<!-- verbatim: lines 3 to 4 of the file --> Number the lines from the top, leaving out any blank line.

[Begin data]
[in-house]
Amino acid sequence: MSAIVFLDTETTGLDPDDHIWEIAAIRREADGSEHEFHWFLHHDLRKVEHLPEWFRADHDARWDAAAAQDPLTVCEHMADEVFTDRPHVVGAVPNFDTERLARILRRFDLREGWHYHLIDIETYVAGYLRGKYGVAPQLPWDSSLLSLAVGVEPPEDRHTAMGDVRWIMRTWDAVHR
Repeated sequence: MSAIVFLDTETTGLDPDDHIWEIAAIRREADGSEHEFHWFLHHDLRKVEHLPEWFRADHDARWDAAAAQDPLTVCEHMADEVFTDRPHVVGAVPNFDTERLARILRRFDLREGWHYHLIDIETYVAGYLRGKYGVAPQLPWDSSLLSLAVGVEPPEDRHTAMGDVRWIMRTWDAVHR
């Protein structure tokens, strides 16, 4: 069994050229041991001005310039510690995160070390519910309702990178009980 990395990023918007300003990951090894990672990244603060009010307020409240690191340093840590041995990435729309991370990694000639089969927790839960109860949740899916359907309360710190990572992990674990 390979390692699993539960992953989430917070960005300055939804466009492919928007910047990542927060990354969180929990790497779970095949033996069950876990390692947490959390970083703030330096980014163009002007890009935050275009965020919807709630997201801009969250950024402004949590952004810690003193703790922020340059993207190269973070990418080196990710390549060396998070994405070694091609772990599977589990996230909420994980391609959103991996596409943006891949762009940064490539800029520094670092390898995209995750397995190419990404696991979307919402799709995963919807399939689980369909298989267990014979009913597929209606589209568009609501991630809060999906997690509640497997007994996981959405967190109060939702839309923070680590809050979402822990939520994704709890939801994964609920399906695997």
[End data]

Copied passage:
Repeated sequence: MSAIVFLDTETTGLDPDDHIWEIAAIRREADGSEHEFHWFLHHDLRKVEHLPEWFRADHDARWDAAAAQDPLTVCEHMADEVFTDRPHVVGAVPNFDTERLARILRRFDLREGWHYHLIDIETYVAGYLRGKYGVAPQLPWDSSLLSLAVGVEPPEDRHTAMGDVRWIMRTWDAVHR
């Protein structure tokens, strides 16, 4: 069994050229041991001005310039510690995160070390519910309702990178009980 990395990023918007300003990951090894990672990244603060009010307020409240690191340093840590041995990435729309991370990694000639089969927790839960109860949740899916359907309360710190990572992990674990 390979390692699993539960992953989430917070960005300055939804466009492919928007910047990542927060990354969180929990790497779970095949033996069950876990390692947490959390970083703030330096980014163009002007890009935050275009965020919807709630997201801009969250950024402004949590952004810690003193703790922020340059993207190269973070990418080196990710390549060396998070994405070694091609772990599977589990996230909420994980391609959103991996596409943006891949762009940064490539800029520094670092390898995209995750397995190419990404696991979307919402799709995963919807399939689980369909298989267990014979009913597929209606589209568009609501991630809060999906997690509640497997007994996981959405967190109060939702839309923070680590809050979402822990939520994704709890939801994964609920399906695997």